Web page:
While Murray and Muguruza motored through, seven-time Grand Slam champion Venus Williams suffered an early exit when she lost to British number one Johanna Konta 6-4, 6-2. Williams, 35, was the oldest player in the women’s draw but Konta said it would be “silly” to focus on the American’s age. “I think it would be silly to look at Venus’ age and somehow consider that as a reflection of her level,” said the 24-year-old.

“I think it’s irrelevant how old she is because she’s such a champion with so much experience and so much knowledge about the game.”

Milos Raonic, who is now working with Carlos Moya and beat Roger Federer in this month’s Brisbane final, breezed past Lucas Pouille and into the second round.

But it was a different story for Gilles Muller, who came through four tie-breaks to beat Fabio Fognini, but not before the Italian showed flashes of his famous temper.

Jeremy Chardy had an even bigger struggle, winning the fifth-set 13-11 to finally overcome Ernests Gulbis after four hours and 43 minutes.

World number two Simona Halep was sensationally dumped at the first hurdle Tuesday by Chinese qualifier Zhang Shuai, who earned her first Grand Slam win in 15 attempts. The Romanian, who has been struggling with a niggling achilles injury, had no answers to Zhang’s dominant baseline game with the Chinese number four scoring a stunning 6-4, 6-3 win on Margaret Court Arena. 

Australian Open under match-fixing scrutiny
More players revealed match-fixing approaches on Tuesday as the Australian Open Grand Slam tournament came under close scrutiny following claims that corruption in tennis was widespread.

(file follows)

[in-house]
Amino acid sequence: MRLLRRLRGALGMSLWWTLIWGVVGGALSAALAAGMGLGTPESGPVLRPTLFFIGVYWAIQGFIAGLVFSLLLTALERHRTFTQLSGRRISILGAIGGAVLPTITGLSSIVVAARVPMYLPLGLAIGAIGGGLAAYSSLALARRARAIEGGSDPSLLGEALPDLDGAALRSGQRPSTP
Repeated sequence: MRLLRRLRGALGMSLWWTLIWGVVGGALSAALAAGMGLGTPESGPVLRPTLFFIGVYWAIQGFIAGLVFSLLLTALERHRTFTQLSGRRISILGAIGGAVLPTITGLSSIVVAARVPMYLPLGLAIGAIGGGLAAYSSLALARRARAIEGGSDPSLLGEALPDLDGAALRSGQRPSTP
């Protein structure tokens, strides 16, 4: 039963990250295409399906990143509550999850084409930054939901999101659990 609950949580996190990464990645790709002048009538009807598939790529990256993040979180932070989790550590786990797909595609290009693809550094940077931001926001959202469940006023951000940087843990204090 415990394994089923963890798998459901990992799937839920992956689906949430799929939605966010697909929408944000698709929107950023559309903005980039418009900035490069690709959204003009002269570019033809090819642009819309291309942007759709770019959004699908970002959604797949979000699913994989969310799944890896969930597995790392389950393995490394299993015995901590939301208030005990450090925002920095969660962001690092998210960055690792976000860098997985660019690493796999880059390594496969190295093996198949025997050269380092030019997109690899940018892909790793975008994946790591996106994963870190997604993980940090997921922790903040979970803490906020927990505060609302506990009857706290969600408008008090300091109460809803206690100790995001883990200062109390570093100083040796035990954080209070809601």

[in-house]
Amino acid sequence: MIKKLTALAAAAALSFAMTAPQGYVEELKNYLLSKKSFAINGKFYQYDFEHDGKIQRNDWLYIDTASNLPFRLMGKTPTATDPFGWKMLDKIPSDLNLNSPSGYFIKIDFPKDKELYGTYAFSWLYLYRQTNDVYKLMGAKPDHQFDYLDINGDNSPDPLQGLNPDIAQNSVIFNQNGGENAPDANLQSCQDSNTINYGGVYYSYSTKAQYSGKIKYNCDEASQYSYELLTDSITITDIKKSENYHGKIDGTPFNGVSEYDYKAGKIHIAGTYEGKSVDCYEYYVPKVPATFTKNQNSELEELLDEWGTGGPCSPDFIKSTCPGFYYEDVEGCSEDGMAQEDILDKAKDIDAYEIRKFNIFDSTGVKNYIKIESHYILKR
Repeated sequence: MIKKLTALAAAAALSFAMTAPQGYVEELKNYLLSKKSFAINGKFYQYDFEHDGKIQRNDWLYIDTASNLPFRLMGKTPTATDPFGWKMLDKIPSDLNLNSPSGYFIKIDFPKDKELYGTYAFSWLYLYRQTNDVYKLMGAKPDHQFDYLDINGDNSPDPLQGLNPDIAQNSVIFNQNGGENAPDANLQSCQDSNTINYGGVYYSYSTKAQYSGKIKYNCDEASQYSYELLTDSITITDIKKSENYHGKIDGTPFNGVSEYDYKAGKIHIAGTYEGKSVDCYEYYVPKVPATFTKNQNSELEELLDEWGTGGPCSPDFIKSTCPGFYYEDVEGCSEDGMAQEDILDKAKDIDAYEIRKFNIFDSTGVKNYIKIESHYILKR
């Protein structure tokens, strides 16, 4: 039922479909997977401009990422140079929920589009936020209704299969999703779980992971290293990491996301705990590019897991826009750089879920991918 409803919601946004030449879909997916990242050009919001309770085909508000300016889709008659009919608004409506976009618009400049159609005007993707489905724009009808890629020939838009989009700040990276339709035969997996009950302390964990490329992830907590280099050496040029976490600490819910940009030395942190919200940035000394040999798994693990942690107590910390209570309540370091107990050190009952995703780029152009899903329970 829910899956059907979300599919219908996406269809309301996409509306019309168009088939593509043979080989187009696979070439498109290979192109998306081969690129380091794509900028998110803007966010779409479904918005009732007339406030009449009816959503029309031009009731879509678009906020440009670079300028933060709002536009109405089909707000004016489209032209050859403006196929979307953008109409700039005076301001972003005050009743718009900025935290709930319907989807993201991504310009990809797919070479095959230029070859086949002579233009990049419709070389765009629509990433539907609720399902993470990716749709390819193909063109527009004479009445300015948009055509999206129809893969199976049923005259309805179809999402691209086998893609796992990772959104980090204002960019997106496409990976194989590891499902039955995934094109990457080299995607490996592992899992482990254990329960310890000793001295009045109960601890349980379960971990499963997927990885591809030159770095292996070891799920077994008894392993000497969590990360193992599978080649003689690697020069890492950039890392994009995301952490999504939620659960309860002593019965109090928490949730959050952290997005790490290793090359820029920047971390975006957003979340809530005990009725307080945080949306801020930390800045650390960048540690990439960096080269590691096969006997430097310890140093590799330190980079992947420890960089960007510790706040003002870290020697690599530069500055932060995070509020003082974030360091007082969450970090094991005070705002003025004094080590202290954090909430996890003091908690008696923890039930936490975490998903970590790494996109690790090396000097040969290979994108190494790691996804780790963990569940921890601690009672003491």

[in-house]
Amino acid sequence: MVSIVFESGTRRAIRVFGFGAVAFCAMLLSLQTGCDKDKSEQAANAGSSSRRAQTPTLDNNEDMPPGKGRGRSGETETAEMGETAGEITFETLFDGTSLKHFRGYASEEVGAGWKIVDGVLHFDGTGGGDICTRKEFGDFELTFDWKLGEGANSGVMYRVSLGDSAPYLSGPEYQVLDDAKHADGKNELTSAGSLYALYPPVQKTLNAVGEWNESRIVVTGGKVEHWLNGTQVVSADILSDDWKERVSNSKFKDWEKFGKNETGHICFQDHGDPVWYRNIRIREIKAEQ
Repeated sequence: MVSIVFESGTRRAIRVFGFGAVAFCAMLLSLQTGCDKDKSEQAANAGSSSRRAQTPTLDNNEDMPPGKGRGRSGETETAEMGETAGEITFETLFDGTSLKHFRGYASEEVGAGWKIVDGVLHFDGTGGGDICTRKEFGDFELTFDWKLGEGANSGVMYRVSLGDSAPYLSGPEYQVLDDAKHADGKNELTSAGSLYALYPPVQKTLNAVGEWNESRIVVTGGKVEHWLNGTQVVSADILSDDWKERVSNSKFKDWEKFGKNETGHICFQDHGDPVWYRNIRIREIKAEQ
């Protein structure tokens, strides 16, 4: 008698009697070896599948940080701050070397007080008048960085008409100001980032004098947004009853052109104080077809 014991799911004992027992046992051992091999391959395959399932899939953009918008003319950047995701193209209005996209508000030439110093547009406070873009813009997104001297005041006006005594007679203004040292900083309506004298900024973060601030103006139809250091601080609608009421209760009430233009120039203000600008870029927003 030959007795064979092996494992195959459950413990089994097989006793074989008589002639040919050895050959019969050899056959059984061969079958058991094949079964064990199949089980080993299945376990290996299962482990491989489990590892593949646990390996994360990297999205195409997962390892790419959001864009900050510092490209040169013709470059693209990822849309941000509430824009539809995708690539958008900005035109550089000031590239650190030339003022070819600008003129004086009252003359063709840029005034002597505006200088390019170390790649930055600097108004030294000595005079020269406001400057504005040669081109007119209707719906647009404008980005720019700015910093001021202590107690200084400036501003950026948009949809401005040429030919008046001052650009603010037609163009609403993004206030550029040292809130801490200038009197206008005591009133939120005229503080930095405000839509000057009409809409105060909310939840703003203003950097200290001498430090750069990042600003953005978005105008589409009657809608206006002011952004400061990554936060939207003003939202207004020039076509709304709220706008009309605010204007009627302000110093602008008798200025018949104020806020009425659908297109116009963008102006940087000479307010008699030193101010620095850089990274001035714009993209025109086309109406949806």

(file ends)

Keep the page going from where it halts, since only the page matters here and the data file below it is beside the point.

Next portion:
Australia’s Thanasi Kokkinakis said he had been targeted through social media, while a British former Davis Cup player said he was once offered an envelope stuffed with cash to throw a match.

According to Australian media, police are also monitoring the first round of the Australian Open, currently under way in Melbourne, for suspicious results. The latest developments come after the BBC and BuzzFeed, citing leaked documents, said 16 players who have reached the top 50 had repeatedly fallen under suspicion without facing action.

“More than half” of the players, who include singles and doubles Grand Slam champions, are at the Australian Open in Melbourne, according to BuzzFeed.

The controversy is just the latest to hit the sports world after allegations of doping cover-ups rocked athletics and football body FIFA was engulfed by a string of corruption scandals. On Monday, 

Serbian world number one Novak Djokovic detailed a 200,000 match-fixing approach earlier in his career surrounding a tournament in St. Petersburg, Russia.

Tennis authorities strongly denied covering up any match-fixing evidence, but they are likely to come under increasing pressure to act against what is a threat to the sport’s integrity.

In another indication that match-fixers are preying on tennis players, 19-year-old Kokkinakis, the world number 86, told Australia’s 3AW that he had been approached through Facebook. “Just these randoms (people) from nowhere saying ‘I’ll pay you this much money to tank a game’. I try and block it and get rid of that stuff and focus on what you need to do,” he said.

Separately, Britain’s Arvind Parmar said he turned down a cash-stuffed envelope which was offered to him an hour before a match at a Challenger tournament in the Netherlands in 2004. “I was offered an envelope full of euros to lose in two sets, only an hour before I was due on court,” Parmar, 37, told The Times.

“I was approached by a random guy as I was coming off the practice courts. He showed me the money and said that I had to lose in two sets.

“He seemed anxious, nervous, and after a few quick words he began trying to press an envelope stuffed with euros into my hand.

“It was a substantial amount of money -- tens of thousands -- way more than I would have earned from winning the tournament and more than most players at that level would make in a year.”

An unnamed former tennis trader for a bookmaking company also told The Times that he suspected matches were fixed “on a regular basis, particularly towards the end of the season” because of irregular movements in the betting odds. Melbourne’s The Age newspaper said police, aware the BBC and BuzzFeed report was about to be released, had quizzed people within tennis about which first-round matches at the Australian Open might be at risk.

The Australian Open’s first round, featuring 256 men’s and women’s singles players, concludes on Tuesday which is day two of the tournament at Melbourne Park.